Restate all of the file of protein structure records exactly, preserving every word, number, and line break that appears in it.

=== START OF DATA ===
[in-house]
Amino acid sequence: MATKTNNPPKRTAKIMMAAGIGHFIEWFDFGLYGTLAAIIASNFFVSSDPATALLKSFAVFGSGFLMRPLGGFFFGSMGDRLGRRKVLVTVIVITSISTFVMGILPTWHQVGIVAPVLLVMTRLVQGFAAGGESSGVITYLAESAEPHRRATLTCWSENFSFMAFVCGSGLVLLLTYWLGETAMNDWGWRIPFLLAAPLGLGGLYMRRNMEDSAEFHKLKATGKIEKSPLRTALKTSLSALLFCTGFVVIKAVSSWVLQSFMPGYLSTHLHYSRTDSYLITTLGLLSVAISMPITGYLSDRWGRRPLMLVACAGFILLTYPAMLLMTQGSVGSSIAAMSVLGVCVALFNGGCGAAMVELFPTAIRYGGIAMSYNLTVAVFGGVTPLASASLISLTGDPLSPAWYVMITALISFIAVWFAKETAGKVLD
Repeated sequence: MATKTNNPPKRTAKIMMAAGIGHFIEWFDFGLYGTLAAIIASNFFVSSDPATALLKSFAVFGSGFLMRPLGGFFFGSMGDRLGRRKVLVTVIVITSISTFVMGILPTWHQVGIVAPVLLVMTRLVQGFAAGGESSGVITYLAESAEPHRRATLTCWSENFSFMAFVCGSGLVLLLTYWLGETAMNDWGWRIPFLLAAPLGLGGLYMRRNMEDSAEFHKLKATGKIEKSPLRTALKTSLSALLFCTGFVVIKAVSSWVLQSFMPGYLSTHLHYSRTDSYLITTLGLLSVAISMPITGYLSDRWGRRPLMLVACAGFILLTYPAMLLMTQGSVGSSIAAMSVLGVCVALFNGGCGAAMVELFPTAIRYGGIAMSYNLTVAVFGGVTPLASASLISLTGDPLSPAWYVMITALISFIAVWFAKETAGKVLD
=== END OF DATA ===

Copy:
[in-house]
Amino acid sequence: MATKTNNPPKRTAKIMMAAGIGHFIEWFDFGLYGTLAAIIASNFFVSSDPATALLKSFAVFGSGFLMRPLGGFFFGSMGDRLGRRKVLVTVIVITSISTFVMGILPTWHQVGIVAPVLLVMTRLVQGFAAGGESSGVITYLAESAEPHRRATLTCWSENFSFMAFVCGSGLVLLLTYWLGETAMNDWGWRIPFLLAAPLGLGGLYMRRNMEDSAEFHKLKATGKIEKSPLRTALKTSLSALLFCTGFVVIKAVSSWVLQSFMPGYLSTHLHYSRTDSYLITTLGLLSVAISMPITGYLSDRWGRRPLMLVACAGFILLTYPAMLLMTQGSVGSSIAAMSVLGVCVALFNGGCGAAMVELFPTAIRYGGIAMSYNLTVAVFGGVTPLASASLISLTGDPLSPAWYVMITALISFIAVWFAKETAGKVLD
Repeated sequence: MATKTNNPPKRTAKIMMAAGIGHFIEWFDFGLYGTLAAIIASNFFVSSDPATALLKSFAVFGSGFLMRPLGGFFFGSMGDRLGRRKVLVTVIVITSISTFVMGILPTWHQVGIVAPVLLVMTRLVQGFAAGGESSGVITYLAESAEPHRRATLTCWSENFSFMAFVCGSGLVLLLTYWLGETAMNDWGWRIPFLLAAPLGLGGLYMRRNMEDSAEFHKLKATGKIEKSPLRTALKTSLSALLFCTGFVVIKAVSSWVLQSFMPGYLSTHLHYSRTDSYLITTLGLLSVAISMPITGYLSDRWGRRPLMLVACAGFILLTYPAMLLMTQGSVGSSIAAMSVLGVCVALFNGGCGAAMVELFPTAIRYGGIAMSYNLTVAVFGGVTPLASASLISLTGDPLSPAWYVMITALISFIAVWFAKETAGKVLD